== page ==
Tomb Of Cecilia Metella - Rome
( Originally Published Early 1900's )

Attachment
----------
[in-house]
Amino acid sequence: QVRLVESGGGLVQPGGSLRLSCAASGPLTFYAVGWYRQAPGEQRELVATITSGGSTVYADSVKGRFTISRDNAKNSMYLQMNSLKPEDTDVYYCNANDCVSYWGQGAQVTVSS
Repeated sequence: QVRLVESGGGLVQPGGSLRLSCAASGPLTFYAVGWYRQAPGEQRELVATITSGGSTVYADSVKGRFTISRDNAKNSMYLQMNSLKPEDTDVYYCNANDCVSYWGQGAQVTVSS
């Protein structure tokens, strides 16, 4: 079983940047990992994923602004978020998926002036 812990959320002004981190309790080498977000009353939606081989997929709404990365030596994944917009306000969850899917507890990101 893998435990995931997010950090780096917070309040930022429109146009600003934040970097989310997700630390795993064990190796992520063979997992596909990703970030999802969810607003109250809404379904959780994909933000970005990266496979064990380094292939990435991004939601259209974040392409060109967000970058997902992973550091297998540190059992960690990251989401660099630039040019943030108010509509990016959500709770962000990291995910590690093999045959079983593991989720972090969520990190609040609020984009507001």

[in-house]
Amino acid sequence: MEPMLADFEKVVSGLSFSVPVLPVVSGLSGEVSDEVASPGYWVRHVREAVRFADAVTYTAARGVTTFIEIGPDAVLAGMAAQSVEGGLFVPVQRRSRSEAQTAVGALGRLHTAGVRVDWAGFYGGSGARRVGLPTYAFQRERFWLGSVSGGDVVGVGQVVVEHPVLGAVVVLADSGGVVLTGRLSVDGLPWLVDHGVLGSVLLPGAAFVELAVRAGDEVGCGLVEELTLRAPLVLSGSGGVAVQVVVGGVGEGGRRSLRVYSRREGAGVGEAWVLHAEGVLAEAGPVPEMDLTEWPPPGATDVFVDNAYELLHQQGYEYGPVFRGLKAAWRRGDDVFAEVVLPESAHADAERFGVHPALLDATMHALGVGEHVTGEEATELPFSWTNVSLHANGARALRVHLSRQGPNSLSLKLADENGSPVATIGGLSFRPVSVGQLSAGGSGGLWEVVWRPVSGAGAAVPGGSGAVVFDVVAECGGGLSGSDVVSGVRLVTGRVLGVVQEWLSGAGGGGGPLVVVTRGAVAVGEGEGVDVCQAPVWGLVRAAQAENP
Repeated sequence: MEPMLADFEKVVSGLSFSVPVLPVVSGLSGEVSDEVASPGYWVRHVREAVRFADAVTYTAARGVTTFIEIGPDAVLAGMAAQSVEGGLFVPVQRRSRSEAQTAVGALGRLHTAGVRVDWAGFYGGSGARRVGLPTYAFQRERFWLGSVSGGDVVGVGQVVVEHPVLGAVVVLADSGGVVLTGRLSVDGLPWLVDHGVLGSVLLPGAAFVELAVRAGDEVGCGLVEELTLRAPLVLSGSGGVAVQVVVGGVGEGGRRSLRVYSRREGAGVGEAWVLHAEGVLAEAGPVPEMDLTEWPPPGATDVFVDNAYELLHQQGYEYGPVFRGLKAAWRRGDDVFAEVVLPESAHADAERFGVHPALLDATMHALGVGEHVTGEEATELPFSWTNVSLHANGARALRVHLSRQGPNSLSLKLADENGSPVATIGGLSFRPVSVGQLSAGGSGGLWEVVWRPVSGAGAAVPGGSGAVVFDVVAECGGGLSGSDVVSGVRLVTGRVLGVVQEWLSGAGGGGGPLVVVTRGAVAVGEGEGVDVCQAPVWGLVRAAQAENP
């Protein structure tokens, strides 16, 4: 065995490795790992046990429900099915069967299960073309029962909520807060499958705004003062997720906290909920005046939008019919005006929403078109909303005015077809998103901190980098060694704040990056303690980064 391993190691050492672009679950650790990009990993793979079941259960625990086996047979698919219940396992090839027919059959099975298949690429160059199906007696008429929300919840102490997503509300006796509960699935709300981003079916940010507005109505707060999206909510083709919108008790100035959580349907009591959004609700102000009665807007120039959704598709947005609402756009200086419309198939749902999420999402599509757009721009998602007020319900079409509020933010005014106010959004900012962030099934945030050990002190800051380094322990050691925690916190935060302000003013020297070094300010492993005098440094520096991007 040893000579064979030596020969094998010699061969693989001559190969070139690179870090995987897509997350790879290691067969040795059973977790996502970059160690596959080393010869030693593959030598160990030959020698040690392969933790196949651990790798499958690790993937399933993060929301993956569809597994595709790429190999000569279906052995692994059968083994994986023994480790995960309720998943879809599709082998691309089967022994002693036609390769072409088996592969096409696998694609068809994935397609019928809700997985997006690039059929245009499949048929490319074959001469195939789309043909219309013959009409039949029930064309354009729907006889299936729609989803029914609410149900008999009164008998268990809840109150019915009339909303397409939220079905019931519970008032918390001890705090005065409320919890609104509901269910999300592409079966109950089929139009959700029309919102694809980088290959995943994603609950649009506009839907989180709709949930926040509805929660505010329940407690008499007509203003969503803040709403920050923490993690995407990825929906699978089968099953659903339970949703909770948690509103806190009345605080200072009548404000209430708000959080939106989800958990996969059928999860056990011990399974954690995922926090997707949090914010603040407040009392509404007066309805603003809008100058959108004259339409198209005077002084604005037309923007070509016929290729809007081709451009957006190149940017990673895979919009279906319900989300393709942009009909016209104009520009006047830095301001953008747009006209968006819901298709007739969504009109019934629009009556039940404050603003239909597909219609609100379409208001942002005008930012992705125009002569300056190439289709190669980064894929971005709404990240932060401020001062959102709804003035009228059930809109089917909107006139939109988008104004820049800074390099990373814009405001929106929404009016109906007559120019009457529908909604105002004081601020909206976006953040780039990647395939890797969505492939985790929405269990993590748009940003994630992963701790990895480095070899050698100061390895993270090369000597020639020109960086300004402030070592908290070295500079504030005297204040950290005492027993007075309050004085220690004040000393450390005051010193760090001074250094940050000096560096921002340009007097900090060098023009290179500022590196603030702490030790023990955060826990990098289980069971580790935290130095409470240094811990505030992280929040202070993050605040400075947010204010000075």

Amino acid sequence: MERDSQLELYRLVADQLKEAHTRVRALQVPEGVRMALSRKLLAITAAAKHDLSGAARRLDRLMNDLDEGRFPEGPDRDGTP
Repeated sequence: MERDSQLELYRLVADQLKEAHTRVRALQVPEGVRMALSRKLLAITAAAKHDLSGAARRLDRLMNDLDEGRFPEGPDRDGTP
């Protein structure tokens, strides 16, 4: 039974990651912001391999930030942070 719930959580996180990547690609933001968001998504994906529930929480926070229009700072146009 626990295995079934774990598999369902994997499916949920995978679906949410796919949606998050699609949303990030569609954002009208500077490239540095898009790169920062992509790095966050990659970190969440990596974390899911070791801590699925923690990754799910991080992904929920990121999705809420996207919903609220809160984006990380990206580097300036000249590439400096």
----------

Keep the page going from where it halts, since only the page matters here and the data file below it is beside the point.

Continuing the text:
From this sacred monument, occupying a beautiful and elevated site, the eye wanders abroad over the distant prospect. Yet, while gazing on the surrounding scene, a feeling of indefinable melancholy depresses the spirit;—every feature is that of lofty grandeur, but mingled with a gloom that insensibly steals on the mind and saddens the heart. In one direction you look to Roma Vecchia, lying lonely and dreary. Amid her mouldering stones, the early breeze whistles over the heathy grass on its brown knolls, and the hum of the insect fly passes unheeded and undisturbed. Far, on the other hand, lies the boundless Campagna, fading in-distinct in the dark blue grey of distance; while beyond, Rome, crowded with its innumerable spires, obelisks, and palaces, the splendid Church of St John Laterano, and noble city gate rising high, is presented to view, standing conspicuous, like a pointed rock in the air, receiving an added bulk from its own black shadow, which, as I then viewed it, lay in fine relief behind; while the morning sun streamed over its many statues, pouring down on the landscape below a flood of light. In the distance the noble aqueducts are seen, striding across the plain in vast but desolate majesty. No object on the long waste flat Campagna arrests the eye, which returns to look along the line of consecrated edifices, the massive ruins rising in lofty grandeur, back to the tower of Cecilia.